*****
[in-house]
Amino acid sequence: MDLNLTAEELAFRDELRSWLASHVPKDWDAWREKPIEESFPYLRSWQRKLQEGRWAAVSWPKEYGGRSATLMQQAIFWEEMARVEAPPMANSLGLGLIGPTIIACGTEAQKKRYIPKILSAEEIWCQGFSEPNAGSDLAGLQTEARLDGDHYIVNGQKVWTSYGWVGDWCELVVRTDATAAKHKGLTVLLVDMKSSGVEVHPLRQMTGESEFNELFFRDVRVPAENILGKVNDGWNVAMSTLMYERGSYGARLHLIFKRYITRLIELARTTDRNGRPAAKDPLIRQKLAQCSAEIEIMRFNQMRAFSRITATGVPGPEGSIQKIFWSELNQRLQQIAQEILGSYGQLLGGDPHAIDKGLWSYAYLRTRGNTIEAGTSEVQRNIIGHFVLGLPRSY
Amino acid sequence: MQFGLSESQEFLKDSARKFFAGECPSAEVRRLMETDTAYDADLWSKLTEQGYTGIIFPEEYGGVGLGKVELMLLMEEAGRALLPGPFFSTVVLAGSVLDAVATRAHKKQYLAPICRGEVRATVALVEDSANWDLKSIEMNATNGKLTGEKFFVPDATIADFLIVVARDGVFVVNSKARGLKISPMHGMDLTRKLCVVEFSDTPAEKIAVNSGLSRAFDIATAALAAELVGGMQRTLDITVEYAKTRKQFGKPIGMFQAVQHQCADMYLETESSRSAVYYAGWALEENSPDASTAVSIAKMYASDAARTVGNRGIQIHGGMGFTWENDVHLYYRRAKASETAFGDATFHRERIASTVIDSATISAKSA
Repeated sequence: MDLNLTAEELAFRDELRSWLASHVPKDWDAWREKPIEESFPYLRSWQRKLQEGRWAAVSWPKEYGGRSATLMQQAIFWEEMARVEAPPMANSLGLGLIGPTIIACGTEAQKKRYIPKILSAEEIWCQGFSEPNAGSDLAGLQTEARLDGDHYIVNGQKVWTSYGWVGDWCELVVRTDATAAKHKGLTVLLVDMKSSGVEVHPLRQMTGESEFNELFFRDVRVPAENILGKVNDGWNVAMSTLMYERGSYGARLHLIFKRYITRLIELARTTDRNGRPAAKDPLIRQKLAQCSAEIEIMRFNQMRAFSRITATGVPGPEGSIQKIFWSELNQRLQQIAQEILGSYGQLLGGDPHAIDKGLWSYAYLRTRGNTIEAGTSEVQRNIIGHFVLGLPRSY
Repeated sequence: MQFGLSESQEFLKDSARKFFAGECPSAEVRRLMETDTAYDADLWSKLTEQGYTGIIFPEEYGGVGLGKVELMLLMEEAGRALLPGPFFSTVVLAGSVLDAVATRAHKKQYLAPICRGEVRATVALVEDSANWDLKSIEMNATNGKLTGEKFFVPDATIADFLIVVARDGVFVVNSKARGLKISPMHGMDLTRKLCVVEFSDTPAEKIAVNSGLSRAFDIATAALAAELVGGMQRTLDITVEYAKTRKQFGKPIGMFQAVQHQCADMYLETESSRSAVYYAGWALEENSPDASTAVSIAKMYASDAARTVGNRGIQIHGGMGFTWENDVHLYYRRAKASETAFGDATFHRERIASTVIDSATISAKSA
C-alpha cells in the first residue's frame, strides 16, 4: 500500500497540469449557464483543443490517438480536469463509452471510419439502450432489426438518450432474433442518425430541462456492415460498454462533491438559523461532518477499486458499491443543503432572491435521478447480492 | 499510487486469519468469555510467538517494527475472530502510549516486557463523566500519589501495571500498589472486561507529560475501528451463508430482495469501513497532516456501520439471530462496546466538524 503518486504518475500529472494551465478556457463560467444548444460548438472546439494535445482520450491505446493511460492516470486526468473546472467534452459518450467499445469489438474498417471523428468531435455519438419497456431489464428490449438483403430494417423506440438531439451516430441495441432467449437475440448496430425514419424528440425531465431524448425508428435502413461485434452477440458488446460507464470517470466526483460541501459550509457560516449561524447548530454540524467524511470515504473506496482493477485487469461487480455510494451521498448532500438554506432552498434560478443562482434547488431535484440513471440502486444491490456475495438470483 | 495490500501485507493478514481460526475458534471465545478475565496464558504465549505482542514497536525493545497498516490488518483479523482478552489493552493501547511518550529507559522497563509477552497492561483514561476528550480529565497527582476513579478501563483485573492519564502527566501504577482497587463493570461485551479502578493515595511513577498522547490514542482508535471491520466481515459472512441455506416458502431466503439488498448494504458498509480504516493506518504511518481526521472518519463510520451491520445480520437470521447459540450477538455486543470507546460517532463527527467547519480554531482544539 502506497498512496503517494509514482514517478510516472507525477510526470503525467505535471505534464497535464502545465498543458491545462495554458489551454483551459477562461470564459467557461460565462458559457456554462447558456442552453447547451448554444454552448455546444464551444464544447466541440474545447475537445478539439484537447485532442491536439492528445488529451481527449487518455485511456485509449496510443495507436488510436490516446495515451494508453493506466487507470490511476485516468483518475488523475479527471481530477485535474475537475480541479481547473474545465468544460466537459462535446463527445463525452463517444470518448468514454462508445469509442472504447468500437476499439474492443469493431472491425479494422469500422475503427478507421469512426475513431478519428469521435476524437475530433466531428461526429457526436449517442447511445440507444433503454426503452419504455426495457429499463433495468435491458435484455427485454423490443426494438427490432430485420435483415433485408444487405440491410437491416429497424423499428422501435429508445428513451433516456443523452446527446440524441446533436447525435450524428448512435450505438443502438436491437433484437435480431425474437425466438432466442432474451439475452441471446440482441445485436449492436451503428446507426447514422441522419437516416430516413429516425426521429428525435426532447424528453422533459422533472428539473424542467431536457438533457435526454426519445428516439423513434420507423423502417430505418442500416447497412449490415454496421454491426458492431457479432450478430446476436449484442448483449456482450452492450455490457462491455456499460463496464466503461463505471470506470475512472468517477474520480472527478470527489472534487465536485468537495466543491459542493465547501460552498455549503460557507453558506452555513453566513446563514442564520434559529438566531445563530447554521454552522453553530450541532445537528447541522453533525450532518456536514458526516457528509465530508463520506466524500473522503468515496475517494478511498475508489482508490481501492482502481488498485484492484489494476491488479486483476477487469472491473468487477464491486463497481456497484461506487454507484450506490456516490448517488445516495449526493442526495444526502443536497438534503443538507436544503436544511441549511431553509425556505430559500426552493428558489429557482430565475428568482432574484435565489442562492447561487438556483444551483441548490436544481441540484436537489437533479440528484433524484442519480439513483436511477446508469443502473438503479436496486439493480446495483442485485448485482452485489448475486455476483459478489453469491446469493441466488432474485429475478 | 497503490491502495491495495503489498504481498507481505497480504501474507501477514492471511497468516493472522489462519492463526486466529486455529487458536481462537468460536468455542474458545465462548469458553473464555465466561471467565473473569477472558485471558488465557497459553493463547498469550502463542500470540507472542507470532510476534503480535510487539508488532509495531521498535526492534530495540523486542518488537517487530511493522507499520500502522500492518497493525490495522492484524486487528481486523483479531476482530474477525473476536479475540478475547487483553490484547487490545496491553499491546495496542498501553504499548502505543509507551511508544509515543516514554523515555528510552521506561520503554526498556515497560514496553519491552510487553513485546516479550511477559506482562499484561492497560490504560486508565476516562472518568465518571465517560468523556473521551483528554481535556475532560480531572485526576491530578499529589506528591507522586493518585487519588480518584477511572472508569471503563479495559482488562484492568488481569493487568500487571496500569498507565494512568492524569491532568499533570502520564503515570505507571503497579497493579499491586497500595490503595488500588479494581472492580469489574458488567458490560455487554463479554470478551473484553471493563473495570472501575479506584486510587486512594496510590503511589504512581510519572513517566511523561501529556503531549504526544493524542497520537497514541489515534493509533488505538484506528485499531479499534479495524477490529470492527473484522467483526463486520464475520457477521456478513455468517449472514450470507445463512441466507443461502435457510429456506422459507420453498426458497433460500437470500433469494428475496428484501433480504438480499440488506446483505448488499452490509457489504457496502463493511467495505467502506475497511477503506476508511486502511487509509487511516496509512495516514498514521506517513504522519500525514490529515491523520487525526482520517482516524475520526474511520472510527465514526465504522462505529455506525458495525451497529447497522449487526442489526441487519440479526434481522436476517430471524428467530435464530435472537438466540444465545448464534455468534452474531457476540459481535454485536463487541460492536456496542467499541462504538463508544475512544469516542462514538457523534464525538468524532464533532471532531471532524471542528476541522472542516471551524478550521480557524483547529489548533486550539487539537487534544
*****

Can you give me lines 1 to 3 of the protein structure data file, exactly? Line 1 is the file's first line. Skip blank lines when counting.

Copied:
[in-house]
Amino acid sequence: MDLNLTAEELAFRDELRSWLASHVPKDWDAWREKPIEESFPYLRSWQRKLQEGRWAAVSWPKEYGGRSATLMQQAIFWEEMARVEAPPMANSLGLGLIGPTIIACGTEAQKKRYIPKILSAEEIWCQGFSEPNAGSDLAGLQTEARLDGDHYIVNGQKVWTSYGWVGDWCELVVRTDATAAKHKGLTVLLVDMKSSGVEVHPLRQMTGESEFNELFFRDVRVPAENILGKVNDGWNVAMSTLMYERGSYGARLHLIFKRYITRLIELARTTDRNGRPAAKDPLIRQKLAQCSAEIEIMRFNQMRAFSRITATGVPGPEGSIQKIFWSELNQRLQQIAQEILGSYGQLLGGDPHAIDKGLWSYAYLRTRGNTIEAGTSEVQRNIIGHFVLGLPRSY
Amino acid sequence: MQFGLSESQEFLKDSARKFFAGECPSAEVRRLMETDTAYDADLWSKLTEQGYTGIIFPEEYGGVGLGKVELMLLMEEAGRALLPGPFFSTVVLAGSVLDAVATRAHKKQYLAPICRGEVRATVALVEDSANWDLKSIEMNATNGKLTGEKFFVPDATIADFLIVVARDGVFVVNSKARGLKISPMHGMDLTRKLCVVEFSDTPAEKIAVNSGLSRAFDIATAALAAELVGGMQRTLDITVEYAKTRKQFGKPIGMFQAVQHQCADMYLETESSRSAVYYAGWALEENSPDASTAVSIAKMYASDAARTVGNRGIQIHGGMGFTWENDVHLYYRRAKASETAFGDATFHRERIASTVIDSATISAKSA